Play the Fife Lowly

Heather and I often watch reruns of Lawrence Welk shows.  It’s a reminder of older days and the music that was one part of my childhood.  From time to I’ll hear a song that I once played on the piano or sung in the choir.  This weekend the country singer, Clay Hart, sung, “The Streets of Laredo,” also known as “The Cowboy’s Lament.”

Here’s an early version from Hart:

This is a traditional western ballad and has many versions.

This line in the refrain is haunting: “Bang the drum slowly and play the fife lowly.”

Perhaps a more famous version would be Marty Robbins:

There are many other versions as it seems like every country singer at that time had a version of this song.

Being reminded of this song came on the same day of the news of John McCain’s death, which made me thing of the song Sgt. MacKenzie.  This song was used at great effect for the last battle scene in the Vietnam movie, “We Where Soldiers.”  This song was written in WWI, but its power is still there.  Here’s my current favorite version of this song:

Perhaps I might borrow lyrics from both songs say this at the news of Captain McCain’s death:

“Bang the drum slow, and play the fife lowly for never more shall he see the sun.”

May all our combat veterans receive the honor and respect they deserve.



About Andrew Reynolds

Born in California Did the school thing studying electronics, computers, release engineering and literary criticism. I worked in the high tech world doing software release engineering and am now retired. Then I got prostate cancer. Now I am a blogger and work in my wood shop doing scroll saw work and marquetry.
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20 Responses to Play the Fife Lowly

  1. Amen! Senator McCain will be sorely missed as a voice of reason, moderation and compromise.

    And I LOVE the LW New Years Eve special when I was growing up! All those folks looked so elegant to my young eyes…

    Liked by 1 person

  2. CJ Hartwell says:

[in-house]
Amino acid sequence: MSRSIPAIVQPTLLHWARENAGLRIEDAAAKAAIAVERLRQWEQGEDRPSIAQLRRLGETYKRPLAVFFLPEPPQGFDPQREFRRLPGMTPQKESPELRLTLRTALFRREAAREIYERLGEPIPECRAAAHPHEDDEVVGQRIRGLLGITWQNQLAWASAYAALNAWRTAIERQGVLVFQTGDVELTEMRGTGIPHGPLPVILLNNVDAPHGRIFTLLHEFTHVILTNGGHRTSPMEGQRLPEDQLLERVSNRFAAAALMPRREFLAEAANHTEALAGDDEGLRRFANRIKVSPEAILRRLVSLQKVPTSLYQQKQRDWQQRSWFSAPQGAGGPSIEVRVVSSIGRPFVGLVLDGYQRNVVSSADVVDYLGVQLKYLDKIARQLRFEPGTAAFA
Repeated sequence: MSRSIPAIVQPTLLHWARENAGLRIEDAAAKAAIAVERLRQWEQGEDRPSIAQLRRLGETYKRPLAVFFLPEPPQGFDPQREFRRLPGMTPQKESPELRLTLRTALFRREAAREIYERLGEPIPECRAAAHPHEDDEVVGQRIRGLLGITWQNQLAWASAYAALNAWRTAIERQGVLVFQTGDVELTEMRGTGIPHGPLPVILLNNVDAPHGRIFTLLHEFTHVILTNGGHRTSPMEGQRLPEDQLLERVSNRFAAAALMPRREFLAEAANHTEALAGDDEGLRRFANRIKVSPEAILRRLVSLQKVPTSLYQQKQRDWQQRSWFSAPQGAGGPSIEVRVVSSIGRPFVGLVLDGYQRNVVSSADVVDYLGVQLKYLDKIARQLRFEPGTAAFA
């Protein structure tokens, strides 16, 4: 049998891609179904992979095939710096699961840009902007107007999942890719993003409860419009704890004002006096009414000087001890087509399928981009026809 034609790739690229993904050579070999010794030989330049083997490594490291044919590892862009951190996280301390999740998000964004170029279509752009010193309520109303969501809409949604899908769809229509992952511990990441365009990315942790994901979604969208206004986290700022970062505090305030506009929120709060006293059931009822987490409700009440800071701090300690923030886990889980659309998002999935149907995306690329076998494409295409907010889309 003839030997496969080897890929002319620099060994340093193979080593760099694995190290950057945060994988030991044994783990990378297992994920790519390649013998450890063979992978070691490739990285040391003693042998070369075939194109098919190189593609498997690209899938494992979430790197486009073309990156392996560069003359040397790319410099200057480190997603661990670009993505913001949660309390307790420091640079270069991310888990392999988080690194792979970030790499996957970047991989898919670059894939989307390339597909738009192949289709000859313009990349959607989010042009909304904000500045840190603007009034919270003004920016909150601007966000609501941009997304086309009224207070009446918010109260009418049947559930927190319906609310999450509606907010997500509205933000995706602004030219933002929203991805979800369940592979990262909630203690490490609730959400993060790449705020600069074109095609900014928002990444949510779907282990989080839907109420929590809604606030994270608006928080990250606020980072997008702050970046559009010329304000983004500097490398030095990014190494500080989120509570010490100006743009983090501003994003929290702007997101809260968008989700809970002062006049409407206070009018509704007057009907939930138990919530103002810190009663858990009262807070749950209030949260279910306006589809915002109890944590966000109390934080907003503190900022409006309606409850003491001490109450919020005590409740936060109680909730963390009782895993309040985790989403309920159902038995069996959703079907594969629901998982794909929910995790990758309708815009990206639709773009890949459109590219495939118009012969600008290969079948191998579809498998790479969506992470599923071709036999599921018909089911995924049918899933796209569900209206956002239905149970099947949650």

Not everyone in Arizona agreed with McCain, but I think they all respected him. For Arizona, that’s something! (Marty Robbins was from Arizona too, his music always puts me in a nostalgic mood.)

    Liked by 1 person

    • I didn’t agree on many of his political positions, but I never doubted he was trying to do the right thing in the right way. When I think of the “West” Arizona and New Mexico always jump to my mind first.

      Liked by 1 person

  3. Sue says:

    Beautifully written, Andrew. Music takes me back in time too. Life is bittersweet and filled with memories of days gone by. Thanks for sharing. 😊

    Liked by 1 person

  4. George says:

    Wow…these take me back..:(

    Liked by 1 person

  5. Debra says:

    The words and music combine to be very meaningful when put into the context of McCain’s death. I don’t think we have many people who can stand up against his record of integrity and valor. I feel such sadness for his family in their loss. The music you’ve offered here definitely stirs some memories for me, too! Nice choice!

    Liked by 1 person

  6. This fits well with my current obsession with Westerns. I think I’ll play this as I read today.

    Liked by 1 person

  7. timsablog says:

    Thanks for sharing. When I read that the WW1 lament was in Scottish with an English translation I thought it must have been in Gaelic rather than just a Scottish dialect. Good to hear the skirl of bagpipes.

    Liked by 1 person

  8. Pied Type says:

    We desperately need more men like John McCain, but I fear he may have been the last of a rare breed.

    Liked by 1 person

  9. It’s interesting how the Past intertwines with the Present and more is revealed. This is a beautiful tribute to Senator McCain. He will be missed by those of us who look for politicians with a spine.

    Liked by 1 person

  10. Ray V. says:

    I too, watch the re-runs. I used to watch the LWS with my grandmother, back in the 1960’s. There was also the Ted Mack Geritol Hour and The Galloping Gourmet, with Grahm Kerr. Good memories of a much simpler time.

    Liked by 2 people

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